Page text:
Nature-based solutions (NbS) can – if properly designed and implemented – be a cost-effective approach to tackling the combined challenges of climate change, nature loss, and human wellbeing. However, a significant increase in nature and biodiversity financing, of USD 598–824 billion annually between now and 2030, will be required in order to realise this potential.1

Currently, over 80 per cent of the investments in NbS are derived from public and philanthropic funders2, although this is nowhere near the scale required if we are to plug the financing gap. We must mobilise private sector finance. Despite growing awareness among private investors of the opportunities presented by NbS investments, there are very few existing NbS projects that meet investment requirements and deliver financial and impact returns.

A new report developed by WWF and South Pole, supported by HSBC, highlights some real-world examples of bankable NbS deals and analyses the underlying common success factors that are key to designing bankable NbS projects that can secure critical private capital. It found that:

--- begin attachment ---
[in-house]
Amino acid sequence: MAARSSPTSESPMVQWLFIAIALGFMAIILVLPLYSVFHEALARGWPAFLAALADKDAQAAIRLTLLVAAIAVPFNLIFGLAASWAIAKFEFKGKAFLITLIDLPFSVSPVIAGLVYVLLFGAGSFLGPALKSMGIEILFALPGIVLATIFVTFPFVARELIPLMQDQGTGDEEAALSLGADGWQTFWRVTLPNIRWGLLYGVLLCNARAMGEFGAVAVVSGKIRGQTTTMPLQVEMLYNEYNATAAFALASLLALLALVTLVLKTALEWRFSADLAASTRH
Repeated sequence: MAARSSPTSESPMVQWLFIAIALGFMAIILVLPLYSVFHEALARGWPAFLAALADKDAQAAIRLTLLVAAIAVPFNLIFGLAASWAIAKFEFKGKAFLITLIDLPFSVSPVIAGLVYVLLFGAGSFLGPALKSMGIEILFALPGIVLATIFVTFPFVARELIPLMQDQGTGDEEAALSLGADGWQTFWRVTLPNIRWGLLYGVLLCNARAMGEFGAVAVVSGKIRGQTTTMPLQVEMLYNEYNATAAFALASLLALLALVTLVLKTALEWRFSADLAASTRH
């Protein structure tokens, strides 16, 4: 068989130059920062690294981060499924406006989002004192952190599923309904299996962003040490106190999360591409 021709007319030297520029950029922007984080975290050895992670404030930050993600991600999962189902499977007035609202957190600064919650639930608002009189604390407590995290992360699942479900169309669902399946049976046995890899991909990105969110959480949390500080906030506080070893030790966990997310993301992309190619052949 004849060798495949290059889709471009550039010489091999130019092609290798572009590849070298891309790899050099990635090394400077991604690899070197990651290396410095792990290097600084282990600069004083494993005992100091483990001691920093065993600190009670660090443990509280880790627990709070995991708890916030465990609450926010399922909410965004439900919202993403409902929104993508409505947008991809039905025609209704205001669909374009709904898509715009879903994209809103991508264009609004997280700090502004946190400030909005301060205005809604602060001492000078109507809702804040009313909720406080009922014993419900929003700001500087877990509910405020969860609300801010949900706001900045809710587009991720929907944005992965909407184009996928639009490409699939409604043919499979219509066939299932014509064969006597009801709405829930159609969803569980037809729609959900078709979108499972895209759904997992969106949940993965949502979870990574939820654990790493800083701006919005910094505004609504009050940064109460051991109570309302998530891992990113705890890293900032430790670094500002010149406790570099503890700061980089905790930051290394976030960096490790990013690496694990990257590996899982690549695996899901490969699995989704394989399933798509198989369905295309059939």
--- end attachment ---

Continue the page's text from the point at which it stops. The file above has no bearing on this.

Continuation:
• There is no simple “blueprint to bankability". There are a variety of context specific factors involved in designing and implementing a NbS.
  • While some success factors have high potential for improving the bankability of a NbS, their implementation can be too challenging for many projects, especially those that are smaller in size.
  • Projects must be designed in close collaboration with potential investors.
  • A success factor for one project can be a hindrance for another – understanding the local context is key.

The findings of the study do not mean that successful projects cannot be recreated elsewhere. The study finds that the key to replication is to adopt a flexible approach and identify locations where the main success factors (such as a crucial policy incentive) can be realised.

Read the full report here.

 

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References:

1 Deutz, A., Heal, G. M., Niu, R., Swanson, E., Townshend, T., Zhu, L., . . . Tobin-de la Puente, J. (2020). Financing Nature: Closing the global biodiversity finance gap. The Paulson Institute, The Nature Conservancy, and the Cornell Atkinson Center for Sustainability.
2 United Nations Environment Programme, the World Economic Forum, the Economics of Land Degradation & Vivid Economics. (2021). State of Finance for Nature. Retrieved from https://www.unep.org/resources/state-finance-nature